So what would be the proper way of using the nanoTime() method? How would I get the ticks per second? Or the gametick time? or should a different approach be used?

Kommi
Offline princec

JGO Kernel


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Eh? Who? What? ... Me?


« Reply #11 - Posted 2004-02-10 07:01:53 »

Amazingly getNanoTime() isn't actually as useful as the LWJGL hires timer which has been around for, ohh, three years is it? I wish we were consulted a little more sometimes. Still, it gives us something to do working around it Smiley

Cas Smiley

Offline tom
« Reply #12 - Posted 2004-02-10 09:43:13 »

Quote
So what would be the proper way of using the nanoTime() method? How would I get the ticks per second? Or the gametick time? or should a different approach be used?

You would use it in the same way as currentTimeMillis(). Hopefully the resolution will be good enough on all systems and that there will be no need to compensate.

You can get the ticks per second in the same way as with currentTimeMillis(). Sit in a loop until the value returned changed. The delta gives you an indication of the resolution of the timer. Although I don't see the need for this information except to check that the resolution is good enough. But then again, I don't use an advanced game loop.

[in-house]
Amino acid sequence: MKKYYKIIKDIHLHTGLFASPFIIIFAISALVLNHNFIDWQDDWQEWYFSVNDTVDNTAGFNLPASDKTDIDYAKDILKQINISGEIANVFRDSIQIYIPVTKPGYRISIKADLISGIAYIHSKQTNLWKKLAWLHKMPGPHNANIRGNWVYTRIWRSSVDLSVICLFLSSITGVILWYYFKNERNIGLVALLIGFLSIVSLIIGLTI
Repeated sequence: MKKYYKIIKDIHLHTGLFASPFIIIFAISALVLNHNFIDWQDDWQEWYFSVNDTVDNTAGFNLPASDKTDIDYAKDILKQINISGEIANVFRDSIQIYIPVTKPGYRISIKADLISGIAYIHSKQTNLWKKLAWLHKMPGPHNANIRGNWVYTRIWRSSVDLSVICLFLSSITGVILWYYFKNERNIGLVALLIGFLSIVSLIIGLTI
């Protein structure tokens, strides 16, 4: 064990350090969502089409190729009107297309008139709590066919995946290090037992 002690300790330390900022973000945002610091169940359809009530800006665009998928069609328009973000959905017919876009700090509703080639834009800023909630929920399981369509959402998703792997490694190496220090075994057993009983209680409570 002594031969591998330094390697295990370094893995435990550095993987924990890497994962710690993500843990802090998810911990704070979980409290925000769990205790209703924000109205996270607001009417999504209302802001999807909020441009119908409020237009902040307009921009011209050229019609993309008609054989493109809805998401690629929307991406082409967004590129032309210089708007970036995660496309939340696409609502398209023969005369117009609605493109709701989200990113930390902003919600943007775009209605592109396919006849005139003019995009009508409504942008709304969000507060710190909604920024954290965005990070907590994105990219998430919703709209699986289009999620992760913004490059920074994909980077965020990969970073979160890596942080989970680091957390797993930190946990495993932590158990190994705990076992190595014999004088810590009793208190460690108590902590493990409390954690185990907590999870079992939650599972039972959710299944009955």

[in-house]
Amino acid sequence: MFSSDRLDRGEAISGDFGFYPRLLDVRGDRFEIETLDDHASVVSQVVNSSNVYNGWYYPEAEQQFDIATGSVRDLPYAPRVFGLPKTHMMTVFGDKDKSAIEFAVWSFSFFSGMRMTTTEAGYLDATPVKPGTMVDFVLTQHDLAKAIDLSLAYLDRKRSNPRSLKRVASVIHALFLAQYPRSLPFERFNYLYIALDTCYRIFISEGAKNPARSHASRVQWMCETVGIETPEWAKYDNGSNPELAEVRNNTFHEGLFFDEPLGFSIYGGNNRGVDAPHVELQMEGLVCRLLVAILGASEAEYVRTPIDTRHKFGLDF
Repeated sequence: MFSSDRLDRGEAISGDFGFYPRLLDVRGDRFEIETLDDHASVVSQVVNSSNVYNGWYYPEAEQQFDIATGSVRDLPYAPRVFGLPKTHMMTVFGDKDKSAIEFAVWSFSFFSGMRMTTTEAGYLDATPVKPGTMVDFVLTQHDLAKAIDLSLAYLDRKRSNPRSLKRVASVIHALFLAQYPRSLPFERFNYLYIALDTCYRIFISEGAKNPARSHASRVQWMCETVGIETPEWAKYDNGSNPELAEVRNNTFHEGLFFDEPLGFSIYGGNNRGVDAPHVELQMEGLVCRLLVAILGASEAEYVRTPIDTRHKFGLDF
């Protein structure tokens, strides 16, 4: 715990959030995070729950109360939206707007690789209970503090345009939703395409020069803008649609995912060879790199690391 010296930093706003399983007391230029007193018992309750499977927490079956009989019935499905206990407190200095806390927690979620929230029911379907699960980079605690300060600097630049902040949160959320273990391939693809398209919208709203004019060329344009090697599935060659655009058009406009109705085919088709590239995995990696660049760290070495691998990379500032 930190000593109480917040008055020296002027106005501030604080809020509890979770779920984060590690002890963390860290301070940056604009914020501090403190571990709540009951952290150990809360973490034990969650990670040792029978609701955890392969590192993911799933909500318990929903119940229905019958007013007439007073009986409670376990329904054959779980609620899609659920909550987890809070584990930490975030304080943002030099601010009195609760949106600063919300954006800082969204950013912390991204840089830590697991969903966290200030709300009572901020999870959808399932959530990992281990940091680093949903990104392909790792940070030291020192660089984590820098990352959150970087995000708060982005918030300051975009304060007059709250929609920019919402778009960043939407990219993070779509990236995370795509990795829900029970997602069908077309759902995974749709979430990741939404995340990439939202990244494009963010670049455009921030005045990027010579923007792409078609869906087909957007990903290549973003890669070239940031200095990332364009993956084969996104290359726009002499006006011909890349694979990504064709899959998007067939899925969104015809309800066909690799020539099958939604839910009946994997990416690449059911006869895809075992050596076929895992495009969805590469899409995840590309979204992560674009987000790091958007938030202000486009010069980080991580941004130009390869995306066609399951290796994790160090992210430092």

What is the gametick time and what do you use it for?

Offline Kommi

Junior Member




All opinions will be lined up and shot!


« Reply #13 - Posted 2004-02-10 11:06:37 »

Quote

What is the gametick time and what do you use it for?

It is the time alloted for one gametick. If I wish to do 30 game updates a second then gametick = ticks_per_sec / 30. I was thinking about his on the train this morning: if it's a nanotimer then wouldn't the resolution be 10^-9 ticks / sec? So then at 30 gameticks per sec one gametick would be = (10^-9 / 30) ?
I am thinking I should stick with the GAGE Timer (since I just got my loop to work well with it) and just use the updated 1.5 GAGE when Jbanes writes it.  

Kommi
Offline tom
« Reply #14 - Posted 2004-02-10 11:53:23 »

Quote
So then at 30 gameticks per sec one gametick would be = (10^-9 / 30) ?